3. CONSEQUENCES 1

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3.1. Possible generalization of the theory for all fields (gravitational, nuclear, etc.) where the speed of propagation is finite and equals c.

For the sake of simplicity let us consider for instance the gravitational field of the Earth. Analogically to (2.20), for the intensity of the gravitational field one could write:

(3.1)

Should we want to withdraw from the gravitational field of the Earth, it will be necessary to aim at .

Then the weight of bodies will be falling down .

However, the mass of bodies remains unchanged. Individual material particles of the body will move in a prevailing measure in direction to the Earth at the highest possible speed (in ideal case ), but the center of gravity should at the same time move away from the Earth. This is possible only with the special rotation of body around the axis passing trough the center of gravity, while the body rotates at vertical level (see fig. 3.1).

c - the speed and direction of propagation of the gravitational waves of the Earth. The points moving at speed of c towards the Earth () are of no weight. The points moving at the speed of c away from the Earth weight 4x more than is standstill (see fig. 3.2).

In consequence of rotation, the center of gravity will be shifted to the part departing from the Earth. This means that the body should depart from the Earth as a consequence of rotation (since the shifted center of gravity is situated in the half emerging during the rotation, i. e. departing from the Earth).

For the sake of simplicity, let us consider the rotating body whose mass is evenly distributed on the circle with radius r.

In case such a body does not rotate, its center of gravity is in the center. Once it starts rotating at the circumference speed of v, the center of gravity will be shifted in the distance of rc, which will be calculated as in fig. 3.3. Each point of weight G0 will, in result of rotation, weight

There is a certain angle for which

(3.2)

The weight of points to the right from Cmov must be equal to the weight of points to the left from Cmov which will be written as follows:

(3.3)

Where from

(3.4)

Substituting for we get the Table 2 which represents the dependency of on , see fig. 3.4.

Table 2.

    89.9999999
    80
    60
    40
    37
    36
    32.123
    0
    0.1736
    0.5
    0.7660
    0.7986
    0.8090
    0.847
    0.00000000000
    0.0886197118
    0.30472815857
    0.765471182633
    0.927252176745
    1.00053925635
    1.89550406058

Two forces act on shifted center of gravity

a) gravitational force of the Earth = the weight of body

b) the accelerated rotation of body upwards.

Note:

(3.5)

For

In order to compensate the weight of body we must have the accelerated rotation. Let the angle acceleration be

(3.6)

Then with the accelerated rotation is

Immediate acceleration of the shifted center of gravity will be calculated as follows:

(3.7)

at - tangential, rotational acceleration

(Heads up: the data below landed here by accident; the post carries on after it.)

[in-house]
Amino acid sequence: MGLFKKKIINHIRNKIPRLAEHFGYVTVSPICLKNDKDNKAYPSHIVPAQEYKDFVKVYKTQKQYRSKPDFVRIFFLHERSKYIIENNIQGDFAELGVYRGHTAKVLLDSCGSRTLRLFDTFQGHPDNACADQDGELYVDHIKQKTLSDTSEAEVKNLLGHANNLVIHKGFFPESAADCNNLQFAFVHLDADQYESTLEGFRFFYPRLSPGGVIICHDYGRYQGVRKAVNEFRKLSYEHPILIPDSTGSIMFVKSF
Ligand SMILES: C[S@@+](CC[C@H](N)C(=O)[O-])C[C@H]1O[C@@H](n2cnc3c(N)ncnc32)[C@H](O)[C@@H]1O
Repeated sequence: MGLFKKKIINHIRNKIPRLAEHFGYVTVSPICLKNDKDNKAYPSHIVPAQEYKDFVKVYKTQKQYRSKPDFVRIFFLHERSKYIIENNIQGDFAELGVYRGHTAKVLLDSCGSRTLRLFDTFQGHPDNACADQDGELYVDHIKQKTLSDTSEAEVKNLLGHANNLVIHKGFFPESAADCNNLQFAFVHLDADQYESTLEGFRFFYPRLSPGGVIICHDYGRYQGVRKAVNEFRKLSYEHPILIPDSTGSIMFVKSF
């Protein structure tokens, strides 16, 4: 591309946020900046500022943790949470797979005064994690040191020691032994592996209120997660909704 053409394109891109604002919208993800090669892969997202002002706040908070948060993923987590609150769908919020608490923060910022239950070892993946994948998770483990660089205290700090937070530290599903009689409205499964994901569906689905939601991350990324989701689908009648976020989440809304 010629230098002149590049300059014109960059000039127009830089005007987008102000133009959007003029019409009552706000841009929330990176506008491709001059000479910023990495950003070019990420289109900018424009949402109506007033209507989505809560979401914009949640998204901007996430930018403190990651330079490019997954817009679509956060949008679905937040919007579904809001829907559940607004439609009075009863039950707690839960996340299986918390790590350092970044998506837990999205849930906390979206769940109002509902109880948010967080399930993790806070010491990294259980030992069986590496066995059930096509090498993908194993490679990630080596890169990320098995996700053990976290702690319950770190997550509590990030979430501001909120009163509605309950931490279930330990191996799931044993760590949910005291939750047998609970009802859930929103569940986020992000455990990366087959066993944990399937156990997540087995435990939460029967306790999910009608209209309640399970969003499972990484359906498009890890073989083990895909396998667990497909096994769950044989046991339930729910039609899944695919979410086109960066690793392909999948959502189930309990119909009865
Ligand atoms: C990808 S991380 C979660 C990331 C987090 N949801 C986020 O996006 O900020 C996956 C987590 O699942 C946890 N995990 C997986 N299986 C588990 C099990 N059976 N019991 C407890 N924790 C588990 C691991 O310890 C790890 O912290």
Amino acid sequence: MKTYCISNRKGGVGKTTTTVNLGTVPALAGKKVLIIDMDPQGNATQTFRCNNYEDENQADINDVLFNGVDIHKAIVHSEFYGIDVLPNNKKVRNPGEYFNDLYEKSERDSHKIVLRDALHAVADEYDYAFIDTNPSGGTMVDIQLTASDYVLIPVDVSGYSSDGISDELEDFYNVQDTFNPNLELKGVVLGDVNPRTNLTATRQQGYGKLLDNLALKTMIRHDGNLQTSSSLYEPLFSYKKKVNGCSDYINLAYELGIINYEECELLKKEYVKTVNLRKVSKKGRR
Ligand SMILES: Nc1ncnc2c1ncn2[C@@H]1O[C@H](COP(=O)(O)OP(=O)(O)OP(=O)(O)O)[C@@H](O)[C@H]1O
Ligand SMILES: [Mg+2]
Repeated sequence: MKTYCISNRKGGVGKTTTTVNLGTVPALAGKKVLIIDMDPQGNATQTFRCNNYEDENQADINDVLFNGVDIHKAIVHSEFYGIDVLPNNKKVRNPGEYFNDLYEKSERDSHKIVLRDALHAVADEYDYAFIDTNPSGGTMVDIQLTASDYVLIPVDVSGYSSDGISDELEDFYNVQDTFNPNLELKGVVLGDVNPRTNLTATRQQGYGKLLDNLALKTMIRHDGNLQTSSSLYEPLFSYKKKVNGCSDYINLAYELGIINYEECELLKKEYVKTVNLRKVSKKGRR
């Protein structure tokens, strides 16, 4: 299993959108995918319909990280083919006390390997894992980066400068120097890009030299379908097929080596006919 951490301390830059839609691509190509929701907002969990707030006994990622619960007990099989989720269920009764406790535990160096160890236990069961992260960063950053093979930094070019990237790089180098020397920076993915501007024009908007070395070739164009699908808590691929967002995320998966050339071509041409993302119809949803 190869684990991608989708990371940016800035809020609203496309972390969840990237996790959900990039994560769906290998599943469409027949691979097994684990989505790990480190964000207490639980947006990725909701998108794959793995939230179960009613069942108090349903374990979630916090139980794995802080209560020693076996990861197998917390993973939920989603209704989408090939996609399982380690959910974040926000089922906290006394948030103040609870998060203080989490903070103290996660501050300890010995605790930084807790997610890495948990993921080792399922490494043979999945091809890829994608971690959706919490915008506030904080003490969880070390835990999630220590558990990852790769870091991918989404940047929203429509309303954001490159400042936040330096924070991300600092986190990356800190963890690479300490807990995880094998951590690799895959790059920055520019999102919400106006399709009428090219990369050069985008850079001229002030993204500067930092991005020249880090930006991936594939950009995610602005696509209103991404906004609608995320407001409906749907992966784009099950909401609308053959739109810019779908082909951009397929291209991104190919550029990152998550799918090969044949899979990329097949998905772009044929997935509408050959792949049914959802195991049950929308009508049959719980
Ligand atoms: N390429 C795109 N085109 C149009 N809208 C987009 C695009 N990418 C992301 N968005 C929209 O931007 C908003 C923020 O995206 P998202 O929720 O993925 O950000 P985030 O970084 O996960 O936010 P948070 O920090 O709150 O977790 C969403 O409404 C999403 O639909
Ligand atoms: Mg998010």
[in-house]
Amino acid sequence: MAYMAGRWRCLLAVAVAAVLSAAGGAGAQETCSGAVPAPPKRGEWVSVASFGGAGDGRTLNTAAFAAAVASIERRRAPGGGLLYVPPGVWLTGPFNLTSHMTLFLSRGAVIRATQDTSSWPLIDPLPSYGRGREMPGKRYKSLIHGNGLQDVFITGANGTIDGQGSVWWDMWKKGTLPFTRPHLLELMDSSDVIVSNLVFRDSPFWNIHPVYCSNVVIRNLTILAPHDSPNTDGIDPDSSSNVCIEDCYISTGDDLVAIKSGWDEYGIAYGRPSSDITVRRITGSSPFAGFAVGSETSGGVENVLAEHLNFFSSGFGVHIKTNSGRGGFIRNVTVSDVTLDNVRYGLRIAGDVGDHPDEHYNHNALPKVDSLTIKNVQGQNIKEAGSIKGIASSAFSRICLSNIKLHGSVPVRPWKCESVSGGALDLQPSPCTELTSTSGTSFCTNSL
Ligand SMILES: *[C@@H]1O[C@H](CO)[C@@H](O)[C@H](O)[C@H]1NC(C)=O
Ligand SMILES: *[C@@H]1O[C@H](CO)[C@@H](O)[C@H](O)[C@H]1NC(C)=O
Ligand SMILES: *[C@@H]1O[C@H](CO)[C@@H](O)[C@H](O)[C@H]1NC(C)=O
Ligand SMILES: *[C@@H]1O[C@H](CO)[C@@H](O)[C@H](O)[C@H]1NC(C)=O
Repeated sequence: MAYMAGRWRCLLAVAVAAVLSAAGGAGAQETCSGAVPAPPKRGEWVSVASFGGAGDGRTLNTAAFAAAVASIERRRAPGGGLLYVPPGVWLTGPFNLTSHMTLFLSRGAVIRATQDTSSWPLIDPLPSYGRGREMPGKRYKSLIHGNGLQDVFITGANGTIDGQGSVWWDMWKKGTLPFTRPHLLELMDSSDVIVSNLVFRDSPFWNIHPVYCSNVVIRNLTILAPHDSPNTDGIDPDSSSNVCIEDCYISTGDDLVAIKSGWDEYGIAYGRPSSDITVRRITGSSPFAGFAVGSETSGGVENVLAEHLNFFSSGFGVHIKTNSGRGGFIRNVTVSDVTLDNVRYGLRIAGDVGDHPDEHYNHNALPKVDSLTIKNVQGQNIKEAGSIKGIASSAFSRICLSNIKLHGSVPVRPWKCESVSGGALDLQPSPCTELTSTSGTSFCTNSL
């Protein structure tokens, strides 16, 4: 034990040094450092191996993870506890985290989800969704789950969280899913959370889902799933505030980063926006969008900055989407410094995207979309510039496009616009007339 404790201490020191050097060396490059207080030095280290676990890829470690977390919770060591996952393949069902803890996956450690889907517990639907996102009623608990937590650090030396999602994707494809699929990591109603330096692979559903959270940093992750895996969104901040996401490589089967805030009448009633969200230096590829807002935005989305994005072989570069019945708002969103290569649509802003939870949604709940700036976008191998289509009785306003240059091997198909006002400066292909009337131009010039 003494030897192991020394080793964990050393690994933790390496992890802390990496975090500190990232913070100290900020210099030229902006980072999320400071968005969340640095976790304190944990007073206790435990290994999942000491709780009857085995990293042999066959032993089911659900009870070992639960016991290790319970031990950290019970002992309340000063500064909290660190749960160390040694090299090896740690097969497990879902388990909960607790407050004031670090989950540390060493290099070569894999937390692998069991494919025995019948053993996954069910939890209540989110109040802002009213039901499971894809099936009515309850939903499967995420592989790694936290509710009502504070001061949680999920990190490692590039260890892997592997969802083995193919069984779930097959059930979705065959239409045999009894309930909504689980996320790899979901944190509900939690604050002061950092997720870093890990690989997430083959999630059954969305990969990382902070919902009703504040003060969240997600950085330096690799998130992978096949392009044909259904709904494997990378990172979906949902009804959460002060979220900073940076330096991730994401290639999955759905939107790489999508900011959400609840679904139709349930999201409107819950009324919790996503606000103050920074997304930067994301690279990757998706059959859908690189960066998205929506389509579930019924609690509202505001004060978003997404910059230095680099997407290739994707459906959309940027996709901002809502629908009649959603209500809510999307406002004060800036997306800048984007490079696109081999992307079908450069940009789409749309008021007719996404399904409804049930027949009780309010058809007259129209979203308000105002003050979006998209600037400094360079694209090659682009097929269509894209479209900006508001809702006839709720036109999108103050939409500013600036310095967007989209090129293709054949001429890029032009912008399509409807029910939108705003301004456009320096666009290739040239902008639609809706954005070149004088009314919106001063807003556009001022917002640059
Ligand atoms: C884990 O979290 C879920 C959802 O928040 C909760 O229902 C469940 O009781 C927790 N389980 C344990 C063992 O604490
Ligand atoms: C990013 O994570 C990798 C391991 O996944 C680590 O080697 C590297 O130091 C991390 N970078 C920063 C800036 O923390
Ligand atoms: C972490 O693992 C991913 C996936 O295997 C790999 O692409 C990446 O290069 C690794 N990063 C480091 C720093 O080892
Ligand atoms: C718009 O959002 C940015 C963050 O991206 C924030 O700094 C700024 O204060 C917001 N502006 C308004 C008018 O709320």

an - normal, centripetal acceleration which is compensated by stiffness of system, by rigidity of the rotation axis.

For the motion upwards it is necessary that

(3.8)

see fig. 3.5.

The periods are calculated in Table 3, in which the circle points will reach the relevant circumferential speed for various values of the angle accelerations.

Table 3.

v = 10-4c t = 3.104s t = 3.103s t = 3.102s t = 30s t = 3s
v = 10-3c 3.105s 3.104s 3.103s 300s 30s
v = 10-2c 3.106s 3.105s 3.104s 3.103s 300s
v = 0.1c 3.107s 3.106s 3.105s 3.104s 3.103s
v = c 3.108s 3.107s 3.106s 3.105s 3.104s

Table 4.

r = 1m r = 10m r = 100m
v = c rc = 0.8m rc = 8m rc = 80m
v = 0.1c rc = 0.2m rc = 2m rc = 20m
v = 0.01c rc = 0.018m rc = 0.18m rc = 1.8m
v = 0.001c rc ~ 0.0014m rc ~ 0.014m rc ~ 0.14m

Values rc are calculated in Table 4 for various r and

Several examples:

i.e. at the acceleration of 103 rev / s2 and the circle diameter of 20 m, "the circle" should get off the Earth in less than five minutes. At the acceleration of 100 rev / s2 and diameter of 20 m, the circle should get off the Earth in less than 50 minutes.

At the acceleration 105 revolutions / s2 and diameter of 20 m the "circle" of mass points should get off the Earth in less than 3 sec. Other values for diameters, accelerations may be acquired by using the Tables 2, 3, 4. For the sake of comparison, "Auswuchtzentrum mit Vakuumkessel", Schenck, FRG, reaches maximum 30 000 revol./min.= 500 revolutions/sec with the rotor diameter of 900 mm. Should the body rotate in the horizontal level (i. e.the level parallel to the Earth), the center of gravity remains on the spot (fig. 3.6).

Any inclination of the circle from the horizontal level when projected at the vertical level results in ellipse. The shift of center of gravity increases in line with the inclination of the Ącircle" from the horizontal to vertical level. It means that the more the rotating "circle" may be getting off the Earth (see fig. 3.7). Conversely, if we want to stop the getting off the Earth, it is enough to level the "circle" into the horizontal level. It is evident that the highest speed of getting away from the Earth will be achieved in the rotation in vertical level. If the rotation level of the "circle" forms with the horizontal level an angle of 45o, the "circle" acquires the average speed of getting off the Earth i. e. by deceleration of the rotating "circle" needs straightening more in the horizontal level. During acceleration it is necessary to swing out the rotating "circle" so that it rotates closer to the vertical level. The real rotating body will qualitatively behave in a way similar to our "circle".
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